Petition over arcade plan


Sign here: Tui Cordemans collects a signature for her “save our shops” petition from Amy Van Galen (holding son Jack). Picture: Gary Sissons

TRADERS worried about losing their businesses to a Mornington arcade development were out collecting signatures for a petition in Main St last week.

Plenty of sympathetic shoppers were eager to sign the petition which states in part:

“Did you know that demolition is planned for 55-61 Main St, the lovely set of four shops in a heritage building dating back to 1901? A shopping arcade, offices and apartments (three storeys high) right smack bang in the middle of Main St’s quaint little shopping strip.

“Please sign this petition if you are against the building of a shopping arcade.”

The traders fear the proposed development, opposite Blake St, will force them out of their businesses and ruin the heritage feel of the area which is partly protected by a heritage overlay.

Their four shops were sold for $4.2 million after being built in 1902 and renovated in the 1930s. Businesses affected are Eco D, Koh Living, an optometrist, and a tea shop, with two having been trading successfully for 15 years.

The shire’s planning services executive manager David Bergin said a permit had been approved for a mixed use shopping arcade with a basement car park, shops, offices and nine apartments.

“As part of heritage considerations, the permit requires preservation of the existing shop frontages to Main St,” he said. The interiors will be gutted.

Trader Tui Cordemans, of Koh Living, is adamant she will fight for her livelihood: “I wonder if the [shire] planning department ever thought about where the four shop owners would be able to go? It’s not like there are four small shops for us to go to on Main St.”

A former tenant, Pomme’s Sue Clement, said she was “amazed” that the redevelopment application had gone through. “It’s unbelievable that people who adore the older-style shops didn’t complain louder,” she said.

“It’s going to be a big development and, with the high density of apartments already behind it, how does it make sense?”

Leases under which the four traders operate mean they can be asked to leave at short notice, although Ms Cordemans claims to have a five-year lease with a two-year demolition clause.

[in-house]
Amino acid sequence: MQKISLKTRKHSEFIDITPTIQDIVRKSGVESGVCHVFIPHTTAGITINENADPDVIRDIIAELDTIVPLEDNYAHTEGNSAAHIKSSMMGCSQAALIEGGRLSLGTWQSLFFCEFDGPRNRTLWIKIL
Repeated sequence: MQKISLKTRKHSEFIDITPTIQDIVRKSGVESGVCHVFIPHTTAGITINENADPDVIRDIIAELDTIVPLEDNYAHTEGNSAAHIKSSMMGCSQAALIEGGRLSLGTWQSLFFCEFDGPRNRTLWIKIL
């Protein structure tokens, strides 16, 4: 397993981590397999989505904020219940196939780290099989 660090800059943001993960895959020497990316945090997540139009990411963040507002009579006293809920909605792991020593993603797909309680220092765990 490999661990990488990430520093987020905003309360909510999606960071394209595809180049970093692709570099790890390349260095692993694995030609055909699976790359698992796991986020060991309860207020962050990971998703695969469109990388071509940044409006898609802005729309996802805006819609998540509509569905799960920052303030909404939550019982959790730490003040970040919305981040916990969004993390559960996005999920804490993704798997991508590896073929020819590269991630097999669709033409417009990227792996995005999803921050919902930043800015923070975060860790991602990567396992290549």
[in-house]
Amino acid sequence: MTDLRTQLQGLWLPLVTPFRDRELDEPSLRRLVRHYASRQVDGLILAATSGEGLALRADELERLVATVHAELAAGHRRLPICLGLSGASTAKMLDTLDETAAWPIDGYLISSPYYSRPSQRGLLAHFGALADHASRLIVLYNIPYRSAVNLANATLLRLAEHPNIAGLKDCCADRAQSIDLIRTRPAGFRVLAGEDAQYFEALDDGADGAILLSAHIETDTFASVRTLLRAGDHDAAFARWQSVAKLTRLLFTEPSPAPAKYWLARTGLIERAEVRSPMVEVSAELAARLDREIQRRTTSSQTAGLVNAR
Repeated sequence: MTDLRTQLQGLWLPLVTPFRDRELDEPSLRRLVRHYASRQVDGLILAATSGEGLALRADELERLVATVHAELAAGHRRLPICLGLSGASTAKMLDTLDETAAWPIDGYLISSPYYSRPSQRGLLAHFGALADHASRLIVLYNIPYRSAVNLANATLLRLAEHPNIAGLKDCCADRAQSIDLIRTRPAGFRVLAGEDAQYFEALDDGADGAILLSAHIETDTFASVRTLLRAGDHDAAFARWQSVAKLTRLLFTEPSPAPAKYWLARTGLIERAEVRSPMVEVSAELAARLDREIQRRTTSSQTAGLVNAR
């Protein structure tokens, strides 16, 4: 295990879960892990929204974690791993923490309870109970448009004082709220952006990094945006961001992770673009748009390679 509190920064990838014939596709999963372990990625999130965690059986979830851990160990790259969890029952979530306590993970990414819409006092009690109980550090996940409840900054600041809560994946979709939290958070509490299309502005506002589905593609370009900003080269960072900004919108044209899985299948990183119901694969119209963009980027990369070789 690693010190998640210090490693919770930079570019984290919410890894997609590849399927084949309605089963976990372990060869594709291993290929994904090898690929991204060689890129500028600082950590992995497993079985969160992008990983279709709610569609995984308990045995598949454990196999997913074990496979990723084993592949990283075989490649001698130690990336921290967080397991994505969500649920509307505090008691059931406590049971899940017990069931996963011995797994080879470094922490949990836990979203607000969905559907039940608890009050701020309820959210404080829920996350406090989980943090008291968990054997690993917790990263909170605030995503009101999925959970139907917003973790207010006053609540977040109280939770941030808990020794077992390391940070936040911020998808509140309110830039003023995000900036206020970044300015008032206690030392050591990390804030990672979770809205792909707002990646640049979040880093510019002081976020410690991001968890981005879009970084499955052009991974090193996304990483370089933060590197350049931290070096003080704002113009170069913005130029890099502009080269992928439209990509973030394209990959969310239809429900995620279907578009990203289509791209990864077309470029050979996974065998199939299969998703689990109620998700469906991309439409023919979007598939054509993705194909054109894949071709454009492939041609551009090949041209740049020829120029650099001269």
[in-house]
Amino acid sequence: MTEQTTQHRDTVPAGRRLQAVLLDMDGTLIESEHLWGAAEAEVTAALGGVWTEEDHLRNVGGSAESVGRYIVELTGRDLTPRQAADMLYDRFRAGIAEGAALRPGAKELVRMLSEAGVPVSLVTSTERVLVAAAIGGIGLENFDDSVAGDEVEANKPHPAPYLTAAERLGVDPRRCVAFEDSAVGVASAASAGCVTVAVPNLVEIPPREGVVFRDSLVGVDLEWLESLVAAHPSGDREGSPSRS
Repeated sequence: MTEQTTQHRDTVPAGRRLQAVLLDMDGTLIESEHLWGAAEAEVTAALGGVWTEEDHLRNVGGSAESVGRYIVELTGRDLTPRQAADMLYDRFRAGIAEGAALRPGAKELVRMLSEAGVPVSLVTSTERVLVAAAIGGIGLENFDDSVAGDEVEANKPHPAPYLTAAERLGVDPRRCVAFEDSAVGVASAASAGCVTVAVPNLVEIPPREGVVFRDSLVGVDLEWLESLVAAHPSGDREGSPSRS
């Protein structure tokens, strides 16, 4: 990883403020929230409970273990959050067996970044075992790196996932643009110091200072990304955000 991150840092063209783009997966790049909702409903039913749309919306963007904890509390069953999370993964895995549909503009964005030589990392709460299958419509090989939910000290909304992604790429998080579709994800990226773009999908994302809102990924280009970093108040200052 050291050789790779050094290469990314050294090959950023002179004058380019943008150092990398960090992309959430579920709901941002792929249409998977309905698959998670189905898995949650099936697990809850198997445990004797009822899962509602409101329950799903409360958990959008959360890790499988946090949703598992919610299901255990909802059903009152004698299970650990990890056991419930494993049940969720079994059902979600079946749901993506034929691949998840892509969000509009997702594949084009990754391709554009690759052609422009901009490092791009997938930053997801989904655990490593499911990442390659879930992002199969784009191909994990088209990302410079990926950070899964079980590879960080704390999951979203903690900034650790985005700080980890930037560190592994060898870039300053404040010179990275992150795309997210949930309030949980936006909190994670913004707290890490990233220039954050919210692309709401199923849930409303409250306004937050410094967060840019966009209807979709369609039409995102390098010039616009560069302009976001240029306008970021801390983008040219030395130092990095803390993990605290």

Developer Rocky Surace, says he agreed to retain the heritage shopfronts even though there was no legal requirement for him to do so, said that in January 2014 he had offered the traders five-year leases with one-year demolition clauses.

“That meant that if we decided to develop we would give them a year’s notice to vacate, but they weren’t happy with that,” he said.

“They asked for six-month demolition clauses in case they found new shops in, say, four months, and didn’t want to have to pay out six months of their leases, and we accepted that.

“I wanted them to feel secure even though the demolition clause is there. “We’ve been fair. The one-year demolition clause is standard practice.”

Mr Surace said the $7-$8 million arcade redevelopment was not imminent. “I have told the lessees that we don’t plan to do anything soon. We may not develop for five years, in fact we may sell and never develop.”

But Ms Cordemans said a request by leasing agents Vinci Carbone for the tenants to sign “already-filled-out” Section 21 notices – giving them the right to end their tenancies quickly – was fuelling their unease.

She called the Small Business Commission to complain after feeling “bullied” over the Section 21 notices.

“We have a contract [lease] yet we were not even six weeks in the building when they tried to force the notices onto us,” she said.

Vinci Carbone director Frank Vinci said he “could categorically state that the [landlord] has adhered to every aspect of the agreements which have been made with the lessees”.

Main St Pro Fitness & Health proprietor Dom Hudson said: “I think it is important that [people’s] voices are heard. I have no allegiance to any of the shopkeepers so it is through passion and, for once, speaking up that has prompted me to speak out.

“The heritage and uniqueness of Main St will definitely be lost … and it seems the shire picks and chooses what suits it.

“Sometimes situations need to be more than just money and this is one situation. Where will it end?”

First published in the Mornington News – 20 December 2016


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